America has kept the promise. Since before we were a nation, we've been adding our coinages to the treasury of the English language. But that hasn't always made speakers of the "King English" happy. The first reports of an American dialect, made by British visitors to "the colonies," denounced it as "barbarous�"[and] filled with improprieties and vulgarisms." Thomas Jefferson was belittled for creating the word, "belittle"; and lengthy diatribes attacked the American adjective, "lengthy"
But American independence, assertiveness and pure cussedness conquered the linguistic purists. Despite British resistance to the American evolution, the New World demanded new words, and we supplied them.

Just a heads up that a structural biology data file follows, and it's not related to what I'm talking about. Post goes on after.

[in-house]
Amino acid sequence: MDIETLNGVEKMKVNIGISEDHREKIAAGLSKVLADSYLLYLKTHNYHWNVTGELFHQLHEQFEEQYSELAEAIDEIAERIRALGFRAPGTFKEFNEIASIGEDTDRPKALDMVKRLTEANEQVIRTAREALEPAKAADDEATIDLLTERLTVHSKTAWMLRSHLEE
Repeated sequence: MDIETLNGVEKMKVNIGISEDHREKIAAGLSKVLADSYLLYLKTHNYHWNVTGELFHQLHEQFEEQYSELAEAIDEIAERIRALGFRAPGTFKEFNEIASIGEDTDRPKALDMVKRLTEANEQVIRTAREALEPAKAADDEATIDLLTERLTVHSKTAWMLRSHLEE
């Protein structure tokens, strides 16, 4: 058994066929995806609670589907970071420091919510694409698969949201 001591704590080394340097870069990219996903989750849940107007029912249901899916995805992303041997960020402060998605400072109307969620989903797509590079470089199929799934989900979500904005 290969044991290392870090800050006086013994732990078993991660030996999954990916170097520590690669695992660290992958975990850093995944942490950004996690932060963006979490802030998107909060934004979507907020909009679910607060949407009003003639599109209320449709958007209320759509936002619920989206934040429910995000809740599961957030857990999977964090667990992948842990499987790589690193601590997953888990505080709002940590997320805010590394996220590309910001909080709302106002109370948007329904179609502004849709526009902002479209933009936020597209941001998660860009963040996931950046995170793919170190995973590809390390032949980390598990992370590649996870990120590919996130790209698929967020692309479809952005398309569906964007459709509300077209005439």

"Talk talk" developed from our love of tall tales. The bragging, boastful, buoyant frontier spirit, epitomized by Davy Crockett's claim that he could "outspeak any man, "led to an invented language of mile-long words. Thus, expressions like "teetotaciously exflunctified" appear even in serious news paper editorials.
Table of Contents
|The First Roundup: Acknowledgments||xi|
|Introduction: Enough, Already?||xv|
|Personally Speaking: The American Spirit||1|
|Intellectually Speaking: The American Mind||79|
|Emotionally Speaking: The American Heart||155|
|Conclusion: The Final Word||251|
|The Last Roundup: Sources||263|